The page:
The New International Encyclopædia/Germander
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|Edition of 1906. See also Teucrium on Wikipedia, and the disclaimer.|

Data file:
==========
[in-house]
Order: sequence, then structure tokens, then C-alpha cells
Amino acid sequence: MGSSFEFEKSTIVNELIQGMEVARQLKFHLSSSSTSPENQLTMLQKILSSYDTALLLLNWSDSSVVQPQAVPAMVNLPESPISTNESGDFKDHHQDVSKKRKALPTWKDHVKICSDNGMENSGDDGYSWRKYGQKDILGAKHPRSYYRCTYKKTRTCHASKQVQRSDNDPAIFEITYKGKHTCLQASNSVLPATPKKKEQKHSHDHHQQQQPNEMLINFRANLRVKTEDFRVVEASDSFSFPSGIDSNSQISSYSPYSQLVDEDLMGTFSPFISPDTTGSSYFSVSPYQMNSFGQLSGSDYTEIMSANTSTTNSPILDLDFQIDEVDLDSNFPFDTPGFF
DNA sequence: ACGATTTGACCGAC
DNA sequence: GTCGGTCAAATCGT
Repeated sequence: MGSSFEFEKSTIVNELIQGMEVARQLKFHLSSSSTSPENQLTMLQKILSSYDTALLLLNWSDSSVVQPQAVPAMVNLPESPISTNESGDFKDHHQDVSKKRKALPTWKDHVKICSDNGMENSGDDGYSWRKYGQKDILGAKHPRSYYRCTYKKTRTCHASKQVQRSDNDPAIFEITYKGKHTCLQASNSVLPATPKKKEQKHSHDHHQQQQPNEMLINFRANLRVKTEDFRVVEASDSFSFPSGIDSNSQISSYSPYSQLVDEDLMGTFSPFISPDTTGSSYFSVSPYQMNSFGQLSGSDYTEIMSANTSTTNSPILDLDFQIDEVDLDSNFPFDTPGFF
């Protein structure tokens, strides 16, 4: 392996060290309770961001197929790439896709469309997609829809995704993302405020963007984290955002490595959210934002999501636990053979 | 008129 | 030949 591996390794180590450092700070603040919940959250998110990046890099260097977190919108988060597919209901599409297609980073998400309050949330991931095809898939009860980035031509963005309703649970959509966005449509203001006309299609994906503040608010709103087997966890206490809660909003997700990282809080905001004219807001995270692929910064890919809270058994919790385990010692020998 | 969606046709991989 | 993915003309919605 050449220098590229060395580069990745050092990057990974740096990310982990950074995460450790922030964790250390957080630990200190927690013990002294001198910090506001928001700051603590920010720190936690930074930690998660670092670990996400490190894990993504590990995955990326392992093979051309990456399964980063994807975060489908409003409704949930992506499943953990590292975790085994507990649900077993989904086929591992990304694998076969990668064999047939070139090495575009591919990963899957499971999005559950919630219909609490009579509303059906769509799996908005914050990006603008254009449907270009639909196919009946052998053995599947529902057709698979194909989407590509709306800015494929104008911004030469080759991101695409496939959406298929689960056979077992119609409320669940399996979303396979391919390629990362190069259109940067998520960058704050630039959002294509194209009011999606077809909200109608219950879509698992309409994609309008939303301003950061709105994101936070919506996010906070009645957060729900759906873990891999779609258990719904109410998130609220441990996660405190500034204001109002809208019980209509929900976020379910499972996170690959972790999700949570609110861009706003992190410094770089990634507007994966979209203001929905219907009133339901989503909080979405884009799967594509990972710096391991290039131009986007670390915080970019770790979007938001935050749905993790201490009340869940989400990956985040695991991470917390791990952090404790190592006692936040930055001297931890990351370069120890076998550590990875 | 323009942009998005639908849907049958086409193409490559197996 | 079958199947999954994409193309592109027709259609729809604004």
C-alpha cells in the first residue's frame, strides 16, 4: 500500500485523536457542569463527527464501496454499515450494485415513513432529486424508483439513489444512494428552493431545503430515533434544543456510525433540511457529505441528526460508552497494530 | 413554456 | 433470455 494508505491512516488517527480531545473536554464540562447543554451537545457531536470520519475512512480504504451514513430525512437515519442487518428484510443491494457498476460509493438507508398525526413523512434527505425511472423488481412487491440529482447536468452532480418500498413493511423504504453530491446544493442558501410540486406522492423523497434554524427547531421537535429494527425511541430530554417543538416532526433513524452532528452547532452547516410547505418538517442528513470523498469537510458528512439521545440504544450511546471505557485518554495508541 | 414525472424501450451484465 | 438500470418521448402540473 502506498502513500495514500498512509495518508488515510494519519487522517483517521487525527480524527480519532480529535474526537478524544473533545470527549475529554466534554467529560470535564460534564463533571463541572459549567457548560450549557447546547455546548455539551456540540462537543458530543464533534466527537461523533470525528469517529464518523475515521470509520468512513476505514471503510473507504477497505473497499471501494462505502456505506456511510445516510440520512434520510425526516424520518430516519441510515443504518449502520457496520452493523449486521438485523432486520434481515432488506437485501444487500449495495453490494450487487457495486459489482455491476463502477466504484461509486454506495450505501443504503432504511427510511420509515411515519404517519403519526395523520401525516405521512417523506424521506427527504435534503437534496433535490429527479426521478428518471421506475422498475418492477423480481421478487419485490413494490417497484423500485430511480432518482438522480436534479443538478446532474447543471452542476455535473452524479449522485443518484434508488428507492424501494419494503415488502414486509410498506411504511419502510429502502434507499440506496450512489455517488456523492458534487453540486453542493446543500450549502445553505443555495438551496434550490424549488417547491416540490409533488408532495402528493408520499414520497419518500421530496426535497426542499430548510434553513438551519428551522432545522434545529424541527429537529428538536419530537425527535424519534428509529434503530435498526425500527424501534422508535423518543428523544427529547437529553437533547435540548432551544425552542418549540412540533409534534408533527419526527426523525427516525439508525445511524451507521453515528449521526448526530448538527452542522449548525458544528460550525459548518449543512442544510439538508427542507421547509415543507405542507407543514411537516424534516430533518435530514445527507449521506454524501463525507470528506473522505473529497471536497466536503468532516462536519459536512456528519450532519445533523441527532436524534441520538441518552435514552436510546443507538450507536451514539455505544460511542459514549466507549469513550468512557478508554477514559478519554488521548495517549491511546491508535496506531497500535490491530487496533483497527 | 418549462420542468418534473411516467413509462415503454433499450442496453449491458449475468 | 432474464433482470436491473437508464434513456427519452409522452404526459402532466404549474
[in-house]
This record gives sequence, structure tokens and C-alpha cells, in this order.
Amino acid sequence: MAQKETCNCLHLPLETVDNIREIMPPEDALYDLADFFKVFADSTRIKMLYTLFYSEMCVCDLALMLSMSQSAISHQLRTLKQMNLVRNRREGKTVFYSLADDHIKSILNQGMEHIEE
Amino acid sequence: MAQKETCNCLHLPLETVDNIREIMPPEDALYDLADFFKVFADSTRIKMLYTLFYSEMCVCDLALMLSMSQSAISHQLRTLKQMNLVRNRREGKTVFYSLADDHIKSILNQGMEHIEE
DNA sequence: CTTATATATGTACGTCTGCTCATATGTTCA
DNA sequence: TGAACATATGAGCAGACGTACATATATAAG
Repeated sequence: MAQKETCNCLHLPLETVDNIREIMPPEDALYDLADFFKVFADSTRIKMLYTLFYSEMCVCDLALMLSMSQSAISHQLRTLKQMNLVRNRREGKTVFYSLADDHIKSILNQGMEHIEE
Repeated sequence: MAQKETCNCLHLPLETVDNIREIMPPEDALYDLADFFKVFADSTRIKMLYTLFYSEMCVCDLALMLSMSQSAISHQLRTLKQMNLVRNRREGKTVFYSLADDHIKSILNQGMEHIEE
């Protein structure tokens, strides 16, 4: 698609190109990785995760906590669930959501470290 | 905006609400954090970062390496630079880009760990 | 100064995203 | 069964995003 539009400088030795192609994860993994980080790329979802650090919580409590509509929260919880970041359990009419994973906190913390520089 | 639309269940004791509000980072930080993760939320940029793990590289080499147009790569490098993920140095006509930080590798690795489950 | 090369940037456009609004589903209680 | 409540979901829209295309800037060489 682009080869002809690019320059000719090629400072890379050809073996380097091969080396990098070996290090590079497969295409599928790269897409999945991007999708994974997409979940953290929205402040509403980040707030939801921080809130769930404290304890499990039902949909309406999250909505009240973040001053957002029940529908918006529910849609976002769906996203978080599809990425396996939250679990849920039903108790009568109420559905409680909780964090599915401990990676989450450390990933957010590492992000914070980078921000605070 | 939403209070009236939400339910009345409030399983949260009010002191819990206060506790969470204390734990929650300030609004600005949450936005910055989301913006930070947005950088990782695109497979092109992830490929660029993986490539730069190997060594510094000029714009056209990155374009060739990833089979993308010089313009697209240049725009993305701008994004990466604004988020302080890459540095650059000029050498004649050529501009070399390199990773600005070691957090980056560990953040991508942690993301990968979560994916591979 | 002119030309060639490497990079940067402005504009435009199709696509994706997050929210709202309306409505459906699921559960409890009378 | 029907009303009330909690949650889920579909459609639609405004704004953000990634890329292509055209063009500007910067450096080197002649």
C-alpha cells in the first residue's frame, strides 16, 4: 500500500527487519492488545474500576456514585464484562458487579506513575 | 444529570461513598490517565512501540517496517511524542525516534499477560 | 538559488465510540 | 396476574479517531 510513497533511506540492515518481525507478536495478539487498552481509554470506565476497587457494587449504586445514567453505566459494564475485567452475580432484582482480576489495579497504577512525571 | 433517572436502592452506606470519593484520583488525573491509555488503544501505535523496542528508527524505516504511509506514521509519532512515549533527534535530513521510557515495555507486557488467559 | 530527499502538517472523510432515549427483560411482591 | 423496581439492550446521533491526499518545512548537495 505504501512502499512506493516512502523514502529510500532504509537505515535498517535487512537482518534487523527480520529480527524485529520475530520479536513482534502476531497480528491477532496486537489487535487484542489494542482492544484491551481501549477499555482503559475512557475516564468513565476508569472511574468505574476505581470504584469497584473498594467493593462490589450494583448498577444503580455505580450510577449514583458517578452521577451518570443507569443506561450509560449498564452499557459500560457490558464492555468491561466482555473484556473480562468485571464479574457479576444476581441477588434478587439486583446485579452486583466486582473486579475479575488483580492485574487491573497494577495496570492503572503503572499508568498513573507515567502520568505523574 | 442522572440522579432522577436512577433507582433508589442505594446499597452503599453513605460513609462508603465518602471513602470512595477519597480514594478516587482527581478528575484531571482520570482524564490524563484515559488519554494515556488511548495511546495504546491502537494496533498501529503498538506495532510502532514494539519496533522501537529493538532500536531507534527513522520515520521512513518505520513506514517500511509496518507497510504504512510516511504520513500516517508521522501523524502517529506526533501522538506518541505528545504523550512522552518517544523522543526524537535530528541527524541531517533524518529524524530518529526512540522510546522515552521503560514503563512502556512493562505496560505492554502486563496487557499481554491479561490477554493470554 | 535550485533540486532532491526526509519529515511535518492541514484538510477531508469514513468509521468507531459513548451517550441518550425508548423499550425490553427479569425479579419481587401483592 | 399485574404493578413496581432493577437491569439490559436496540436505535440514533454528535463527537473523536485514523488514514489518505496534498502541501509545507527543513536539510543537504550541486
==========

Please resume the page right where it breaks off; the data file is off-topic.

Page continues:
GERMAN'DER (from Fr. germandrée, Sp. camedris, camedreo, from Lat. chamœdrys, wall-germander, from Gk. χαμαίδρυς, chamaidrys, germander, from χαμαί, chamai, on the ground + δρῦς, drys, oak), Teucrium. A genus of numerous and widely distributed species of plants of the order Labiatæ. The common germander, or wall-germander (Teucrium chamœdrys), often found on ruined walls in Great Britain, has probably been introduced from the south of Europe. It is a small, almost shrubby perennial, with wedge-shaped ovate, serrate leaves, and whorls of large reddish-purple flowers. It is bitter, somewhat aromatic, and was formerly much used in medicine, particularly as a principal ingredient in a once famous gout medicine called Portland powder. Similar medicinal virtues were ascribed to Teucrium botrys, a small annual species common on dry hills in Germany, having aromatic fragrance and yellow flowers. Cat-thyme (Teucrium marum), a native of the south of Europe, abounds in a pungent volatile oil, has a camphor-like smell, and, like catmint and valerian-root, is greatly relished by cats. It is often used as a sternutatory. Two species are rather abundant in the United States — wood-sage, or American germander (Teucrium Canadense), in low ground in the eastern part of the United States, and Teucrium occidentale in the West.